Sunday, April 30, 2006

Moonstone: What Dreams May Come

What follows is a vision of what lies ahead for the Middle East. This is my opinion and I present it before you.

As throngs of the faithful dutifully circled the Kaaba Sharif chanting the praises of the Blessed Lord an oppressive sun bore down upon them. In the alcoves that surround the periphery of the shrine, the old and young sheltered to regain their strength. As they stood in the shade their eyes briefly dwelt on a spectacle not too distant from the shrine, a shimmering needle of concrete and steel that shot upwards into the heavens. Vistors to the two thousand year old shrine could scarely miss the newcomer. A full 2000 feet high, designed by French architects and built by Askari Construction Corporation of Karachi, Pakistan - the Nishan was a testament to human genius and will. Its mere presence sent a wave of confidence throught the followers of the light that theirs' was not blighted world, an archaic form of worship withering away in the face of modernity but a faith imbued with raw substance that could create miracles even in this age.

Atop the Nishan, in the holiest of cities, sat Mohammed Akhtar Khan, the president of the omnipresent Al Khidmat Bank, the Kingdom's largest financial entity. As Mohammed Akhtar stared out his window, a rare wayward cloud from the Red Sea fluttered briefly inland and blocked his view of the Holy Haram. As the cloud gently swivelled over the shrine, is wisps lent an almost magical quality to the shrine. Ever so slowly Mohammed Akhtar Khan's eyes misted too.

A few decades ago, this would have all seemed a mere phantasm. And yet, it had happened all so quickly. In less than a century, Pakistan had catapulted from obscurity to the forefront of a new world order.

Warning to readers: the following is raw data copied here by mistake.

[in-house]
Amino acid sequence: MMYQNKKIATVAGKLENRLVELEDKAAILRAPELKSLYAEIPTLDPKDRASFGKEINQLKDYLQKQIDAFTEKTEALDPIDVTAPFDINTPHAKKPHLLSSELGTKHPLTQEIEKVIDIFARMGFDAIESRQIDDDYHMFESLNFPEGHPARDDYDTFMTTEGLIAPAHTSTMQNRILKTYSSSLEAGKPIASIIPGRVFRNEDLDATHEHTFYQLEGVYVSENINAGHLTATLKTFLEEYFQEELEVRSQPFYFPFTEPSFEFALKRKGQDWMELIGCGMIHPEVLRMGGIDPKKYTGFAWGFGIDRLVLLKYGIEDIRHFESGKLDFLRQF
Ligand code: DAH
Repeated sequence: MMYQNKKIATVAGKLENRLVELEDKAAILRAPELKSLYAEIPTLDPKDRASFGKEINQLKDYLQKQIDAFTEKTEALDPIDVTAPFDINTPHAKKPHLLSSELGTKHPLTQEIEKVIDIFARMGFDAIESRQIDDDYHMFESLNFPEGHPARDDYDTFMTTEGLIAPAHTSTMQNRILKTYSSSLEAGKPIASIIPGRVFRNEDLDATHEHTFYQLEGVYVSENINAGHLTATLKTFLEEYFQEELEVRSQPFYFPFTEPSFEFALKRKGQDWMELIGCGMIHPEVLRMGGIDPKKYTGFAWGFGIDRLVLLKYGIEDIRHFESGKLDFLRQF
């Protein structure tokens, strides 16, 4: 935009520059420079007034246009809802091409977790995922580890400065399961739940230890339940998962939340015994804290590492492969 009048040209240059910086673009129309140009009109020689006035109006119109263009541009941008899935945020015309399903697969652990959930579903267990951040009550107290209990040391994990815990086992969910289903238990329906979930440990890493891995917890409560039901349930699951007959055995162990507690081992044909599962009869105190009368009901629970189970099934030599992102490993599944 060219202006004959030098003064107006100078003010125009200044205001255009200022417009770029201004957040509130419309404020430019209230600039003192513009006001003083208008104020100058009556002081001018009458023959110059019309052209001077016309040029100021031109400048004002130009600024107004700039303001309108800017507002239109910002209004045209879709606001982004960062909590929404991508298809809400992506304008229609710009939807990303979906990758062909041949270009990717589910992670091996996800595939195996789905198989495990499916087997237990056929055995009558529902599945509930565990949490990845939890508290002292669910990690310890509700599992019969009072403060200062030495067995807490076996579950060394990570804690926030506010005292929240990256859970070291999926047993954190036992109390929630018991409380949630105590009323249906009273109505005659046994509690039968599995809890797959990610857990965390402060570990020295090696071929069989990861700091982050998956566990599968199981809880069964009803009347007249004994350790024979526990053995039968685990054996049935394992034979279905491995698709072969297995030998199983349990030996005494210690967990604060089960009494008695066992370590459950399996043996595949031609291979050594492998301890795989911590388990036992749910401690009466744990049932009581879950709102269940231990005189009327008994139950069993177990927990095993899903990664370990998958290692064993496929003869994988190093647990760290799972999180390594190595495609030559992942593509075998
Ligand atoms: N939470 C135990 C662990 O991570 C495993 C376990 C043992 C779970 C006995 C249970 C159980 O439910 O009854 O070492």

For a good fifty years after its birth the Nation of the Pure had found itself locked in mortal combat with the Hindus of India. The Hindus with their secularism and international showmanship had almost drowned the Castle of Islam. In those terrible times Pakistanis rich and poor struggled to make ends meet and constantly questioned their faith. Yet despite the travails a series of strong minded thinkers had arisen in the land and carefully charted a path for the Islamic Republic. It was these strong minds that had invested in Pakistan's quest for nuclear power and single mindedly pursued it regardless of its costs. By carefully leveraging its support to the West, the Pakistanis had built a sizable nuclear capability. The quest had brought the national economy to near collapse but in the end, strategy had prevailed and heroin - the opiate of the modern Western masses - had saved Pakistan.

By the late 1990s, Pakistan had emerged as the center of a huge nuclear black market capable of delivering from a wide menu of nuclear options. From this point on, Pakistan would never be short of anything. It was no surprise when a decade or so later, the dreaded Hindu India gave up without a fight and the Shaheen - the spirit of Pakistan - soared majestically. Pakistan was no longer a failed state but rather the fulcrum of the Greater Middle East.